Postdoctoral Fellows

Francois du Toit

fdutoit@student.ubc.ca

Francois was born in Pretoria, South Africa, before moving to Vienna, Austria, and eventually Vancouver to pursue a B.Sc. in Geology. After graduation, Francois spent some time working for a geological exploration company in the Northwest Territories and the Yukon, before deciding to return to UBC to continue his education. After successfully completing the MGEM program, Francois joined the IRSS to do a PhD. His project focused on using airborne laser scanning to phenotype Douglas-fir trees in genetic improvement trials across British Columbia. As a Postdoctoral researcher, Francois is investigating how remote sensing can be used to understand carbon sequestration in Canadian forests.

 


Mohamed Elhefnawy

s-mohamed.elhefnawy@zewailcity.edu.eg

Mohamed Elhefnawy was born and raised in Cairo, Egypt. After receiving his BSc in Communication & Information Engineering, he moved to Montreal in 2018 to pursue his Ph.D. in Mathematics & Industrial Engineering at Polytechnique Montreal. His main research interests are AI, Machine Learning, Deep Learning (DL), IoT, Operations Research, Decision Sciences & Statistics. As an interdisciplinary approach, Mohamed is interested in applying AI in different applications to maximally exploit the available data for better decision-making process. During his PhD, He worked as a research assistant for data integration & fusion at CanmetENERGY Varennes. In this internship, he has worked in strategic projects in the Federal Government of Canada such as Forest Value Chain Optimization (FVCO).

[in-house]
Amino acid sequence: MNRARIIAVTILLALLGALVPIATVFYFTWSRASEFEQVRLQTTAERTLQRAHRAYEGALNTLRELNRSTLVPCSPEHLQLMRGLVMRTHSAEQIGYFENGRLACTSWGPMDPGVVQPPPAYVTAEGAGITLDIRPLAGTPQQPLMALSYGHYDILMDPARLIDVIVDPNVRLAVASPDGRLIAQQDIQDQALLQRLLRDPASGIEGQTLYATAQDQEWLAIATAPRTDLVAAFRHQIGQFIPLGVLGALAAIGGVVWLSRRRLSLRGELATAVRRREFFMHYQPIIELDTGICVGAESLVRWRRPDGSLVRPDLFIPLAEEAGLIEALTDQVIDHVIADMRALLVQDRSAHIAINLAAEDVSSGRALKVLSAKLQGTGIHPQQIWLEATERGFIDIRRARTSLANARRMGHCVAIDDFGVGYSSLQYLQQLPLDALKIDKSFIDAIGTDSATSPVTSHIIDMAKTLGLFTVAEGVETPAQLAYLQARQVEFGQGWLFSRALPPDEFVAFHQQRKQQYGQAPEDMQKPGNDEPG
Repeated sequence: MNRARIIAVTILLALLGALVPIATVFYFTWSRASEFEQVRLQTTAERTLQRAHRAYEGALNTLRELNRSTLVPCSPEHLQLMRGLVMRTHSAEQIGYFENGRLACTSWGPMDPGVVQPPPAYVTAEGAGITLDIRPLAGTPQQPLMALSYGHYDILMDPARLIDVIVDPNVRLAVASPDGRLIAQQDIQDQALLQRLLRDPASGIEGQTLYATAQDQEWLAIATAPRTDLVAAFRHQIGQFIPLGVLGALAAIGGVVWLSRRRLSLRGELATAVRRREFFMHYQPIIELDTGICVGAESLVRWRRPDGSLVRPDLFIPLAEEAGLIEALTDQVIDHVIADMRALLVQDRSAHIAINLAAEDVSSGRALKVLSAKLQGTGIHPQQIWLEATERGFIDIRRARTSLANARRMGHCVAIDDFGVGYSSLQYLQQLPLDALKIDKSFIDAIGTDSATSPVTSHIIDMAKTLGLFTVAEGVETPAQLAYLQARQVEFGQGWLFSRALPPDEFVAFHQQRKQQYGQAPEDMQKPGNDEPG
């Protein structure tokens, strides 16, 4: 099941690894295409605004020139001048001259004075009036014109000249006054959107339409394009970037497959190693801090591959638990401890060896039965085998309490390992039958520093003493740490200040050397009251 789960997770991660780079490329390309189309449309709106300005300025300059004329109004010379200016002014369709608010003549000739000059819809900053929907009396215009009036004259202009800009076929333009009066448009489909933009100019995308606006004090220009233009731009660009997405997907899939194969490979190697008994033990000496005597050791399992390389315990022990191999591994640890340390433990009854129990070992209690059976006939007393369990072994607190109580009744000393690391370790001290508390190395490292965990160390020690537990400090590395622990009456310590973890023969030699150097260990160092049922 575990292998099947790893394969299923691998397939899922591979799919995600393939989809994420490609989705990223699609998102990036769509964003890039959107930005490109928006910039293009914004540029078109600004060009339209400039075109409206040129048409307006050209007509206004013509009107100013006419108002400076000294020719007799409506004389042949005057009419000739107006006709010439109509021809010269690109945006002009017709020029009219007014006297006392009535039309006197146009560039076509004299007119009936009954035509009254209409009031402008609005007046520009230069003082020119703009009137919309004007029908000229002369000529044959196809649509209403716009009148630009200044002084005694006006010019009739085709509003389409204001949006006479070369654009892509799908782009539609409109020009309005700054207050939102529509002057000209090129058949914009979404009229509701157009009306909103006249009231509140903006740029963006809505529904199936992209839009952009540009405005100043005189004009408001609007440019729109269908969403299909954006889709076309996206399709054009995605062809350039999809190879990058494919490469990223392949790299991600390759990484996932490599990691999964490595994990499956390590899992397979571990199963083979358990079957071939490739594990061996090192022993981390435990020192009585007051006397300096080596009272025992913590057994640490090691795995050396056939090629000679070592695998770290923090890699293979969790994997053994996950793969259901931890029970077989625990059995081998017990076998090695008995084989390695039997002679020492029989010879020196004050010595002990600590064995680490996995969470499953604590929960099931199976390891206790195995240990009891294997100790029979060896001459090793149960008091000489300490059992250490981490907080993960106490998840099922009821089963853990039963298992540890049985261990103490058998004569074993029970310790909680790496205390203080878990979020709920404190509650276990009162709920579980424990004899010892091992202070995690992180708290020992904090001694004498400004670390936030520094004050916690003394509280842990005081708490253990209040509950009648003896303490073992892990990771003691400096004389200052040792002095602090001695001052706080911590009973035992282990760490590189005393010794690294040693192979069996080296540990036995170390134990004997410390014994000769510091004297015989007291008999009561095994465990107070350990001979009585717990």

After getting his PhD degree in February 2022, Mohamed Joined IRSS as a postdoctoral fellow to apply DL on forest remote sensing data. In his free time, he enjoys watching soccer games and playing table tennis.


Tristan Goodbody

goodbody.t@gmail.com

Tristan Goodbody was born in the wild, cow-wrangling city of Calgary, Alberta. He grew up an expat in Ecuador, Malaysia, and Scotland prior to his admission to the UBC Faculty of Forestry in 2010. His involvement in the co-op program there afforded him hands-on experience working in the forest industry with West Fraser Timber Ltd. in Chetwynd, BC, and in research based forestry operations with the Alex Fraser Research Forest in Williams Lake, BC. Tristan graduated with a BSc in Natural Resources Conservation in 2015 and decided that he was not yet prepared for the real world.